What are Amazon’s core values? How does Bezos instill these values in his team?
There are a few core values that Jeff Bezos tries to emphasize to his team. Some of these values include long-term ambitions, the ability to dive deep, and their competitive retailing strategies.
Continue reading for more information on Amazon’s core values.
Amazon Company Values
Throughout the historical narrative, The Everything Store discusses the Amazon core values that Jeff Bezos tirelessly emphasizes. We’ve compiled the most important company values here, with representative quotes and anecdotes illustrating the value in action.
Huge Long-Term Ambitions
Bezos and Amazon are known for thinking huge and having galaxy-sized ambition. They then execute it with dogged determination and boldness.
“Thinking small is a self-fulfilling prophecy. [In contrast,] leaders create and communicate a bold direction that inspires results. They think differently and look around corners for ways to serve customers.”
- From initiation, Bezos imagined an Everything Store where the entire Earth’s catalogue was accessible to anyone.
- When hiring Walmart distribution exec Jimmy Wright in 1998, Bezos wanted a distribution system 10x larger than it currently was, not just in the US but also the UK and Germany. He wanted a system that “will handle everything but an aircraft carrier.”
- In the toy season in 1999, Bezos insists on spending $120 million to stock every toy imaginable. They eventually end with a lot of surplus inventory.
- When building the AWS S3 service, Bezos said, “this has to scale to infinity with no planned downtime. Infinity!”
- Brad Stone: “the future of [Amazon] becomes easy to predict. The answer to almost every conceivable question is yes.” Will Prime become same-day shipping? Yes. Will Amazon one day run its own delivery? Yes.
- “We are genuinely customer-centric, we are genuinely long-term oriented and we genuinely like to invent. Most companies are not those things. They are focused on the competitor, rather than the customer. They want to work on things that will pay dividends in two or three years, and if they don’t work in two or three years they will move on to something else. And they prefer to be close-followers rather than inventors, because it’s safer. That is why we are different. Very few companies have all of those three elements.”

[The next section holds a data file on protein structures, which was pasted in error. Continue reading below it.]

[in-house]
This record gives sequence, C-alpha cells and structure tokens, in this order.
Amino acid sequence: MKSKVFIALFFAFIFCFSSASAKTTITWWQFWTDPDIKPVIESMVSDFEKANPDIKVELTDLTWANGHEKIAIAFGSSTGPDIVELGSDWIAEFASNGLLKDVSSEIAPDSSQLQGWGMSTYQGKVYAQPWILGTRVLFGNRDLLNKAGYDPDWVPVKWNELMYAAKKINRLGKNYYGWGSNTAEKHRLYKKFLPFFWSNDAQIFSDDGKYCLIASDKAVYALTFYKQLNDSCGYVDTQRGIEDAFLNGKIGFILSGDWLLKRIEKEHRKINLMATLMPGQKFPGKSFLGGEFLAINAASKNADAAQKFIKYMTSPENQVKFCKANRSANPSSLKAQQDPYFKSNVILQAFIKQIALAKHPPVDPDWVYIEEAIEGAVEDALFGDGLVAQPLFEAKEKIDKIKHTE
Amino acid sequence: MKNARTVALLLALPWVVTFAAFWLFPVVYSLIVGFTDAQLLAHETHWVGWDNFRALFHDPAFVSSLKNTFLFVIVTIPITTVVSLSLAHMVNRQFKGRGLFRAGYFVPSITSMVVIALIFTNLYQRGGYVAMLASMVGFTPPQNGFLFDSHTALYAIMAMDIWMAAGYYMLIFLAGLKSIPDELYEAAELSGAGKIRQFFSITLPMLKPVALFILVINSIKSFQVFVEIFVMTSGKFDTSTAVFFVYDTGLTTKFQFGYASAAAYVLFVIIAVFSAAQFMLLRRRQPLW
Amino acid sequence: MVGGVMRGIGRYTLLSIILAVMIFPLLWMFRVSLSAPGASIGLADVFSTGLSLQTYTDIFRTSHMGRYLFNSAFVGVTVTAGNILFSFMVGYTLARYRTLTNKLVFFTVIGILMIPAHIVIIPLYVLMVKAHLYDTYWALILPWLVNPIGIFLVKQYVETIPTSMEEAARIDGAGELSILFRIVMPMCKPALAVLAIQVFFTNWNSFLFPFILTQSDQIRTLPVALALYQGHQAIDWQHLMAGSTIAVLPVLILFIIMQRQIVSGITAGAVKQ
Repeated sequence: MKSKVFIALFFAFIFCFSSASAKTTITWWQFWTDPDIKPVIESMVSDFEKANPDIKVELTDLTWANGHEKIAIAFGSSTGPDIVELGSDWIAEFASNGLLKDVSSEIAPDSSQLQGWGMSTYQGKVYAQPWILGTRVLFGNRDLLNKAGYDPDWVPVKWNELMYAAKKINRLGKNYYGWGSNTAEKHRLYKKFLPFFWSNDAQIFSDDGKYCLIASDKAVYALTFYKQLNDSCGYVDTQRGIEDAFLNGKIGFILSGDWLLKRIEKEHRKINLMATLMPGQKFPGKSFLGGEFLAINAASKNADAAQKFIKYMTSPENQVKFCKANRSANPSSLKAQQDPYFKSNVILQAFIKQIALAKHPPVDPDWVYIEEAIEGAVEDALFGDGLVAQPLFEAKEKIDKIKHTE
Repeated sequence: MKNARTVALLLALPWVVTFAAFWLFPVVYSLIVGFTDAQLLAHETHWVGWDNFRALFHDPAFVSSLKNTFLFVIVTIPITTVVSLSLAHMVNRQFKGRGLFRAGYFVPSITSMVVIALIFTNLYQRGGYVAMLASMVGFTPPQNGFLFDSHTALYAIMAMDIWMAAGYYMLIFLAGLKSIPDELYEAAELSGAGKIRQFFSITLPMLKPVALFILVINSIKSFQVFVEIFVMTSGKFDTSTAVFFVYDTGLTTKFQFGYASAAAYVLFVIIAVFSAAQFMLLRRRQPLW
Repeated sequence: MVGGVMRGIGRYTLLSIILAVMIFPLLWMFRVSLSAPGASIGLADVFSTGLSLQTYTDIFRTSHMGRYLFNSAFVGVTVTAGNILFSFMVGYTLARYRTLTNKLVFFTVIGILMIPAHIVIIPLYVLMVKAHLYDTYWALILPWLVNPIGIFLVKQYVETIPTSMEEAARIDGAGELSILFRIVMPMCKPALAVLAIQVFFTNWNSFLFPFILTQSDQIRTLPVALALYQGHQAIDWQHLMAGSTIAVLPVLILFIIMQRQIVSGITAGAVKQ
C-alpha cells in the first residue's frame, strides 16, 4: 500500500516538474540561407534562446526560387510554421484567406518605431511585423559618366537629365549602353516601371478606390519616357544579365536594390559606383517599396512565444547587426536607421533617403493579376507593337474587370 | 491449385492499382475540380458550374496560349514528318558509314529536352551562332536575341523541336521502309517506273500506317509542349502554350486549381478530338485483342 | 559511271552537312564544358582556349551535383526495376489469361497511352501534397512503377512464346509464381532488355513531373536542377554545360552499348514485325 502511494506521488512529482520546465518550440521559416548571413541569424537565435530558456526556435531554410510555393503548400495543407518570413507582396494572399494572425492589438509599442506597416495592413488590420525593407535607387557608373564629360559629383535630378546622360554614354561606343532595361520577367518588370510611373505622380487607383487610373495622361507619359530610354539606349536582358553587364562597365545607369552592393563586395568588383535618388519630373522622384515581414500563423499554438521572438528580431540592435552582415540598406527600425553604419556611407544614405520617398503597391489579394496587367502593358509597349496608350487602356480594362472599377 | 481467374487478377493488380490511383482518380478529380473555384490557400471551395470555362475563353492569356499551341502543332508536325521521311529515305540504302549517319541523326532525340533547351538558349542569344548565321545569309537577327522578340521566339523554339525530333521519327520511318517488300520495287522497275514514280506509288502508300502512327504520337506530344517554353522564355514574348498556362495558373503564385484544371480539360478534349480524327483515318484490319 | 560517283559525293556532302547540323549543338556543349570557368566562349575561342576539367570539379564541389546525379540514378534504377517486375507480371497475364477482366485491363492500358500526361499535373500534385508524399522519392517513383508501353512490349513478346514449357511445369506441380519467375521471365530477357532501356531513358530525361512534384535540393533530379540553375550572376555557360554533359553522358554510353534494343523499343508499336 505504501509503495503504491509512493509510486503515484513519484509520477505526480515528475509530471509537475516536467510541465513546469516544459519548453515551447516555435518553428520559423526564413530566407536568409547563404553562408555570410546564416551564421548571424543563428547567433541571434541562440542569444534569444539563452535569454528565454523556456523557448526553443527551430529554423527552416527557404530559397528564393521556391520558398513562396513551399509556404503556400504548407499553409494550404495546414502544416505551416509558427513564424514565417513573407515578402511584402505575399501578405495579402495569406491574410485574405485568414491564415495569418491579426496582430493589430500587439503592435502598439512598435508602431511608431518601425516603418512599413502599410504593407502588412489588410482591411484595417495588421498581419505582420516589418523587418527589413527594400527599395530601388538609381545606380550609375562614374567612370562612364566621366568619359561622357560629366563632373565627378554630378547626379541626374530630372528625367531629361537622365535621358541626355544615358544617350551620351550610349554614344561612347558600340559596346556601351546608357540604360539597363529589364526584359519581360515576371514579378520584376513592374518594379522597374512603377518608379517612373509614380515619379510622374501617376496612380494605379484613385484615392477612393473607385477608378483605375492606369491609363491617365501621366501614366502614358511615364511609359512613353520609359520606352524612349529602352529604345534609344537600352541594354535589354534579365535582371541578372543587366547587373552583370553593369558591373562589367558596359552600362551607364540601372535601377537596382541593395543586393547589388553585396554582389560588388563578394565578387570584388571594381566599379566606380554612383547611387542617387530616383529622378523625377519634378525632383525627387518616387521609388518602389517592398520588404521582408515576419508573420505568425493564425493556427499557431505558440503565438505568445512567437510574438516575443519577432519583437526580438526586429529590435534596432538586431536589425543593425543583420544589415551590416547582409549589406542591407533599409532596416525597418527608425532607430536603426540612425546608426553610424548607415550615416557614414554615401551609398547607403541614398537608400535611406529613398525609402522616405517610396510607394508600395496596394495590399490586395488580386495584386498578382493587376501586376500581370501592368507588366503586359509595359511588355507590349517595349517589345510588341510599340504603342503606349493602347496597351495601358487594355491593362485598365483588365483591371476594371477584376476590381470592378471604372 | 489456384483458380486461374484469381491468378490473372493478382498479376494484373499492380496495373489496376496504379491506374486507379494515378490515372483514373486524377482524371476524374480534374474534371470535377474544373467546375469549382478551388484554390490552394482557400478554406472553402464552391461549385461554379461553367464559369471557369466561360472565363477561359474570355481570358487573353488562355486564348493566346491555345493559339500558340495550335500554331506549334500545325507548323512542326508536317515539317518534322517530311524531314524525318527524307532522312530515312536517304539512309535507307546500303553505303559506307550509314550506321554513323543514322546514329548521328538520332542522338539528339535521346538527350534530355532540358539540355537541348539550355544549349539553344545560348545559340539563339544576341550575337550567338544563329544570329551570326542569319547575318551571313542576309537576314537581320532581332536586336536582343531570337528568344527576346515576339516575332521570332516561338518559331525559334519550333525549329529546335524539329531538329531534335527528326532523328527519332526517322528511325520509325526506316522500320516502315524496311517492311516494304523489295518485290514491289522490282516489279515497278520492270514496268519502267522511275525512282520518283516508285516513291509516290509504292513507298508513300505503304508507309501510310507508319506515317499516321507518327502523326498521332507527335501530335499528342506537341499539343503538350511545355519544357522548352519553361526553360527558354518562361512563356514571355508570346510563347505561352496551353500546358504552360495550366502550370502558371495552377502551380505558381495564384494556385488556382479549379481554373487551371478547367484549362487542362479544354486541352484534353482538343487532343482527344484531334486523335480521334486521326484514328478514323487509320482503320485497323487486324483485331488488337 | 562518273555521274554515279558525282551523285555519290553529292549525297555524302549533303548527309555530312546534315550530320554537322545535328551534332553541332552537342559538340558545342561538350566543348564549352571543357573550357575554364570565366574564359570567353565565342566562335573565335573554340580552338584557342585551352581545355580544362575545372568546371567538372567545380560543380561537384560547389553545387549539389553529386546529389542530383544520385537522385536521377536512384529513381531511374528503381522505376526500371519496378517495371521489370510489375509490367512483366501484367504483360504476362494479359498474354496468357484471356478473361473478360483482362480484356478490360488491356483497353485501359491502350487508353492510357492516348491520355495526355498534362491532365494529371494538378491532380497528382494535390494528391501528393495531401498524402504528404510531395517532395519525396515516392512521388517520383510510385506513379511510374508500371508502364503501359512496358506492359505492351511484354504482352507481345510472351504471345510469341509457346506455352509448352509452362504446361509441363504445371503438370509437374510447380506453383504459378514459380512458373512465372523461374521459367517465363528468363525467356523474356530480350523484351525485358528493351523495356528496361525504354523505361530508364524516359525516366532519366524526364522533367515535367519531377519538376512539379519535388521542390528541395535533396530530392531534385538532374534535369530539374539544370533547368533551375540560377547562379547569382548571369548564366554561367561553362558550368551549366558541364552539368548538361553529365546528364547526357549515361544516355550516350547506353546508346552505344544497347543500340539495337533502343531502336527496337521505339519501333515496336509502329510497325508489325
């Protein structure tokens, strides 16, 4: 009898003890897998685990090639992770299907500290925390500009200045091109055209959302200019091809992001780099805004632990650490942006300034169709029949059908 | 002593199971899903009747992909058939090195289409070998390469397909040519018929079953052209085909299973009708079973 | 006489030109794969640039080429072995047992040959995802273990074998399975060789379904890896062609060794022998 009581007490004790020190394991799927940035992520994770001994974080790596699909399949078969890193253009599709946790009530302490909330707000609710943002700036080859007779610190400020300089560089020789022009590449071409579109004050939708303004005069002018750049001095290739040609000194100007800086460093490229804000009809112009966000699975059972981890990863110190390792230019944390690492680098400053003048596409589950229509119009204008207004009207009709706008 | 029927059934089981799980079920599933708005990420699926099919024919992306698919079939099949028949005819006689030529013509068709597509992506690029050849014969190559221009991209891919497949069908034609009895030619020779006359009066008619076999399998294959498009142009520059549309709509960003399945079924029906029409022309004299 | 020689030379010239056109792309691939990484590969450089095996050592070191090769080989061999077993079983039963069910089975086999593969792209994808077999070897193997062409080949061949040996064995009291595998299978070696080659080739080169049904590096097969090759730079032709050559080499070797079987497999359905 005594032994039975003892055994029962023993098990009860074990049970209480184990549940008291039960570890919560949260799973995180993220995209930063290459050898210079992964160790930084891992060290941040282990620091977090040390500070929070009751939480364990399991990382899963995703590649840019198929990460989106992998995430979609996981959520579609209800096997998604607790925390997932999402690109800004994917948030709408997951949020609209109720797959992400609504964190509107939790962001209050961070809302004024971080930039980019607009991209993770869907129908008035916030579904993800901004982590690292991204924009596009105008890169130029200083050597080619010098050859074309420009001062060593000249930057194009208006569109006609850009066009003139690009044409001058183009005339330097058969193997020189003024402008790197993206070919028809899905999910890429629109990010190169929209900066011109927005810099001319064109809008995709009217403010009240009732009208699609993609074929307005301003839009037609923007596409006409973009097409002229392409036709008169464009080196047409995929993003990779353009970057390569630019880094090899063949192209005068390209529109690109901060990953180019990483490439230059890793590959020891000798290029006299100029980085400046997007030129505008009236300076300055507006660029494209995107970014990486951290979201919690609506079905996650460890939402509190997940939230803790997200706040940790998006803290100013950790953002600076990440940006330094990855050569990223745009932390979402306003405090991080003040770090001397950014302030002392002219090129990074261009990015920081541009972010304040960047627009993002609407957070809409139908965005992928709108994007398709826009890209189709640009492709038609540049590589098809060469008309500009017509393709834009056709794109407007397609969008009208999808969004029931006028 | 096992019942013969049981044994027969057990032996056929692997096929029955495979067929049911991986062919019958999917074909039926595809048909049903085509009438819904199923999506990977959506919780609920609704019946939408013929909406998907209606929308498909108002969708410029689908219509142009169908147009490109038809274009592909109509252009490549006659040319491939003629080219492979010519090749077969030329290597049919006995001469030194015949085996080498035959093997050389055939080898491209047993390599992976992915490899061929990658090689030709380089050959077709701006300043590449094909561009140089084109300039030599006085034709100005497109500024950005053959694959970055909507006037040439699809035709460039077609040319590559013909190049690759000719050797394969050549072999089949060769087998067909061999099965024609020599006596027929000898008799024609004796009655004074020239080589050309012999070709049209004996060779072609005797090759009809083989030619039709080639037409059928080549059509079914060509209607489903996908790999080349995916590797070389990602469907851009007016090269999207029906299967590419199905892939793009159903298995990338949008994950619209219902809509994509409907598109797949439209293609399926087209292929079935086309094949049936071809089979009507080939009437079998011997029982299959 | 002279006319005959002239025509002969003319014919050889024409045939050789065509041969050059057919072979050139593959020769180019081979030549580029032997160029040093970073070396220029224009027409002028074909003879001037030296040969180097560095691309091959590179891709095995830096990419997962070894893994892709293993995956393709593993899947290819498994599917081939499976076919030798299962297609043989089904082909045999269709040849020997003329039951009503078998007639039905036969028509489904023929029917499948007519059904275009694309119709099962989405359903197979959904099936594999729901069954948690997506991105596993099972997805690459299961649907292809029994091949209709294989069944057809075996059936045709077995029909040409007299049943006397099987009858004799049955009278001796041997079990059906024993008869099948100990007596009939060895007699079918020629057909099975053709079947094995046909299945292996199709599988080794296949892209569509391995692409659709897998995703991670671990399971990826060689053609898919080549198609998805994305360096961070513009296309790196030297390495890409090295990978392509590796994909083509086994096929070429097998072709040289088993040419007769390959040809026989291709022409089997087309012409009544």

- Bezos: “Physically, I’m a chicken. Mentally, I’m bold.”
- In its first letter to shareholders: “We will make bold rather than timid investment decisions.”
- To eBay and Amazon board member Cook: “We’re going to win, so you probably want to consider whether to stay on the eBay board.”
- “Speed matters in business. Many decisions and actions are reversible and do not need extensive study. We value calculated risk taking.”
- During the IPO process, Bezos wasn’t allowed to speak to press for 7 weeks. “I can’t believe we have to delay our business by seven years,” magnifying the calendar time by the speed of Internet evolution.
- In 1999, when accounting worried about Amazon’s profitability, Bezos insisted on customer experience and was skeptical of profitability projections. “If you are planning for more than twenty minutes ahead in this kind of environment, you are wasting your time.”
- When developing the Kindle e-reader, Kessel asks Bezos what the deadline for the product would be. Bezos: “You are basically already late.”
- Ignoring stock prices. “You don’t feel thirty percent smarter when the stock goes up by thirty percent, so when it goes down you shouldn’t feel thirty percent dumber.”
- The compensation packages spread the signing bonus over 2 years; grant RSUs over 4 years, but 5% at the end of the 1st year, 15% their second year, and 20% every 6 months over the final 2 years. Further grants vest over 2 years and are also backloaded.
- Blue Origin’s motto: Gradatim Ferociter, “step by step, ferociously.” Their coat of arms has tortoises, invoking the story of the tortoise and the hare.
Ability to Dive Deep